As you might recall, this whole matter of “blessings” and “curses” comes up in Deuteronomy 27 and Joshua 8:30-35—associated with a formal ceremony at Mt Ebal. However, our copies of Deuteronomy provide only the “curses,” not the blessings—whereas the Shapira “Moses Scroll” lists out the “blessings” as well—and very possibly indicates a different location for this twin mountains or hills—Ebal and Gerazim. You can read Nichol’s studies on this matter of the blessings and curses on his page: “Chart of the Ten Words with Associated Blessings and Curses—Shapira’s MSS,” and his thoughts on the nature and location of “Ebal” and “Gerazim” in his article: “The Lead Curse Amulet & Shapira’s Altar-less Alternative Ebal.”

In my own work I am convinced that Jesus and his early followers were aware of alternative versions of the “Torah,” particularly the book we now know as Deuteronomy. We find evidence of that in the paleo-Hebrew texts of Deuteronomy in the Dead Sea Scrolls, but I think also reflected in some of the sources that lie behind our New Testament Gospels—particularly as related to the Ten Commandments and this whole matter of “blessings and curses.” I will be writing about some of that in future blog posts and articles and I will of course keep you all informed.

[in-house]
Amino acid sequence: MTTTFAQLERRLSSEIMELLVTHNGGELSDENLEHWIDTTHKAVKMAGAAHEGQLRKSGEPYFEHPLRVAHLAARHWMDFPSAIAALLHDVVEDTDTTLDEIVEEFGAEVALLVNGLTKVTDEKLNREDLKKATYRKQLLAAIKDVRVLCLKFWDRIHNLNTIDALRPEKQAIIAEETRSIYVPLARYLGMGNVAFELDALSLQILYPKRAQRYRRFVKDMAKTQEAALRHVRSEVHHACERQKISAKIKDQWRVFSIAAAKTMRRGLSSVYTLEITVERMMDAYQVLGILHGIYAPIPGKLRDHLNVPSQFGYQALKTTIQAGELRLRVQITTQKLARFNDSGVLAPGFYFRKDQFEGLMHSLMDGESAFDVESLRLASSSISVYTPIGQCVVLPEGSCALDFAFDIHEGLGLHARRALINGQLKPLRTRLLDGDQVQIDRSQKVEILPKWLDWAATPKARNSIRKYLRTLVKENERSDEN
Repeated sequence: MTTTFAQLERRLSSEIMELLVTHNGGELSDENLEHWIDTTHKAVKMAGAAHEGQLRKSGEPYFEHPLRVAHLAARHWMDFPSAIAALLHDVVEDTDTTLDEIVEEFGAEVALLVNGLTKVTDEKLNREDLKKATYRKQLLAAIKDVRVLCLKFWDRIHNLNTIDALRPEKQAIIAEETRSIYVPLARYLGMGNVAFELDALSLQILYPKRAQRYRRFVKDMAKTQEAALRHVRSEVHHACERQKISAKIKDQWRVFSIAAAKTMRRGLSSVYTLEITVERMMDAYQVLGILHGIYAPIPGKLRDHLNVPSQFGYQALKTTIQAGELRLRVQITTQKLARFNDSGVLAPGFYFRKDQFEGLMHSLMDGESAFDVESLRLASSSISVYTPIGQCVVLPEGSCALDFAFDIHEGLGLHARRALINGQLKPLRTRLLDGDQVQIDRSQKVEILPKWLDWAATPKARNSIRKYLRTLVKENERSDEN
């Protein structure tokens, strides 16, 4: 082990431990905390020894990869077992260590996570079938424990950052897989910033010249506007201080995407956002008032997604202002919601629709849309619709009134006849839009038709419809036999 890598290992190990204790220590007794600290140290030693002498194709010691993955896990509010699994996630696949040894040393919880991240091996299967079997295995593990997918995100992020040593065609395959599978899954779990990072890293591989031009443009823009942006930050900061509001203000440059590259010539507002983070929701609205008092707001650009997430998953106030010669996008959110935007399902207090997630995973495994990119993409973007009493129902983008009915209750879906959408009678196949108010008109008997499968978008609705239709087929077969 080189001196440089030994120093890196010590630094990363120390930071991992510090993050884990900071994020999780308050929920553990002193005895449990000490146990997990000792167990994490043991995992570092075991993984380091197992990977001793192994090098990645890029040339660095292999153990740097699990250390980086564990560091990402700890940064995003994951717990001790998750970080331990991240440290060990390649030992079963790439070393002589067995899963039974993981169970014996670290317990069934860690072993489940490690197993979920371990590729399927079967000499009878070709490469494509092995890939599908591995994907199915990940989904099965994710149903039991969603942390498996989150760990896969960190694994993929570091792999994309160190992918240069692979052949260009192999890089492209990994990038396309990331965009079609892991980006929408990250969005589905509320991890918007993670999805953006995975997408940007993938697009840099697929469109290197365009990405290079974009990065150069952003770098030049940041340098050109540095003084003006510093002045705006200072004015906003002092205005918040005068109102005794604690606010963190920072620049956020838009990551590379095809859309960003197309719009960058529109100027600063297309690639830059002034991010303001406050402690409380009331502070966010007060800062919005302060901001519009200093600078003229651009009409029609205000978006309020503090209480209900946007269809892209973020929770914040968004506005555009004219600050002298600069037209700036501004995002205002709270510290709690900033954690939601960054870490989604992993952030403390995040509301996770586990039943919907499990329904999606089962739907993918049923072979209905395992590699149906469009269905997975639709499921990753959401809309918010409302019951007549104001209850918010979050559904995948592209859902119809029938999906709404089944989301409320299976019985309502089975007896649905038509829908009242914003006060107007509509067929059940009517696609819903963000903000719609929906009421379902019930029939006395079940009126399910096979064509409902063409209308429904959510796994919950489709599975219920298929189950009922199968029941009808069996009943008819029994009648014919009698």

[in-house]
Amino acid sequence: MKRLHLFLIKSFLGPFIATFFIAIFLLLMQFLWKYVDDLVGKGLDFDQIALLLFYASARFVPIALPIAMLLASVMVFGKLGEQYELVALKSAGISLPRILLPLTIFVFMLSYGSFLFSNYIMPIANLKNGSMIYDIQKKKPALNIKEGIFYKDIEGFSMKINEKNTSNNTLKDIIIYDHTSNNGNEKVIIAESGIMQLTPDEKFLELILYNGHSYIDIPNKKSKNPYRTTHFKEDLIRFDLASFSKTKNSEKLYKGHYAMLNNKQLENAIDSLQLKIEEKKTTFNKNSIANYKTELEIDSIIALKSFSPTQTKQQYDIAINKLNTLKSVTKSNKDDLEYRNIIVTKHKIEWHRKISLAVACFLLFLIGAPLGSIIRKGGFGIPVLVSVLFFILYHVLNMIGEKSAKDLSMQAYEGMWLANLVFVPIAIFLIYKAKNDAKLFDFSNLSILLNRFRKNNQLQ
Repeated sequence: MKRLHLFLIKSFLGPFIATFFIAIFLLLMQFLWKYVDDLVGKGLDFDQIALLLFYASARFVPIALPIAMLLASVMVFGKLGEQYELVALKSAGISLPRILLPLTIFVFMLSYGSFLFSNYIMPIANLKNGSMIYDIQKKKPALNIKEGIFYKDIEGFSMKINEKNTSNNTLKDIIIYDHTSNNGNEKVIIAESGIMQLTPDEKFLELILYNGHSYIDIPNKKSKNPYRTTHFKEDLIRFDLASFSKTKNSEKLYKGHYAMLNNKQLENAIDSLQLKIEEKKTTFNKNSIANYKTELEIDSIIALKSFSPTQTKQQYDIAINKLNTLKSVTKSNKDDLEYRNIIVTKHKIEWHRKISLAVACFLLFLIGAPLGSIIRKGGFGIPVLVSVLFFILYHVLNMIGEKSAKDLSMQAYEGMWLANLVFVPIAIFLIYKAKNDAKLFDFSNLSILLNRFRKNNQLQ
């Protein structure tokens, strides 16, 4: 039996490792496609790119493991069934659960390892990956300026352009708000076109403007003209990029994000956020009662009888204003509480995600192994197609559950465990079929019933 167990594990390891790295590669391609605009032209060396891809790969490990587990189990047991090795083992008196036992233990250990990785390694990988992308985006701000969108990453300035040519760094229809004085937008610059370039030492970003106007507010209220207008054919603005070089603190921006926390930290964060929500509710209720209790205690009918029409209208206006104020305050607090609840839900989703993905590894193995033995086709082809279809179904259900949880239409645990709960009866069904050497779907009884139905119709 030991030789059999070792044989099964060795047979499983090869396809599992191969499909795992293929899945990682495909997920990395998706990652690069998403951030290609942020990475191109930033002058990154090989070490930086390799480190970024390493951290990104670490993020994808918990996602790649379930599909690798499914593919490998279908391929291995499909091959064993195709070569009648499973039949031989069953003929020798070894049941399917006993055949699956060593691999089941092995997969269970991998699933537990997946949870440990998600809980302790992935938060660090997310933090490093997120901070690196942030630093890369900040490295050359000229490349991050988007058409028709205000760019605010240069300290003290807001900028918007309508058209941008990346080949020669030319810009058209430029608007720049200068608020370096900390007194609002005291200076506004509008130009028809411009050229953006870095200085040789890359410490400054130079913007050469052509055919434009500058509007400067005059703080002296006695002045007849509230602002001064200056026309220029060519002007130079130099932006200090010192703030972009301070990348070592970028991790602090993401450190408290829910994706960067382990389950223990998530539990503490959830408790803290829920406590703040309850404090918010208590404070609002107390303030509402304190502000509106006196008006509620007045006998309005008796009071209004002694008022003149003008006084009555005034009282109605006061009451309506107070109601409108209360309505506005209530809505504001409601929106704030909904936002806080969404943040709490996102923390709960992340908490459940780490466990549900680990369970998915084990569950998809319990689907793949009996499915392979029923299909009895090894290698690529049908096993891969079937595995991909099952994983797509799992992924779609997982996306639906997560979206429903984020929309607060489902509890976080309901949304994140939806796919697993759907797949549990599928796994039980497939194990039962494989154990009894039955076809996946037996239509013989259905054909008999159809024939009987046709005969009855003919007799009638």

Beyond that I wanted to be sure all you saw my two most recent blog posts—the latter of which connects to an interview I just did on my translation of The Book of Genesis now posted on my Youtube channel. In just two days that video has had over 10 thousand views—surpassing anything I have posted so far on Channel. So if you want to get any of the books for gifts or summer reading, or learn more about this very unique translation, here are the links: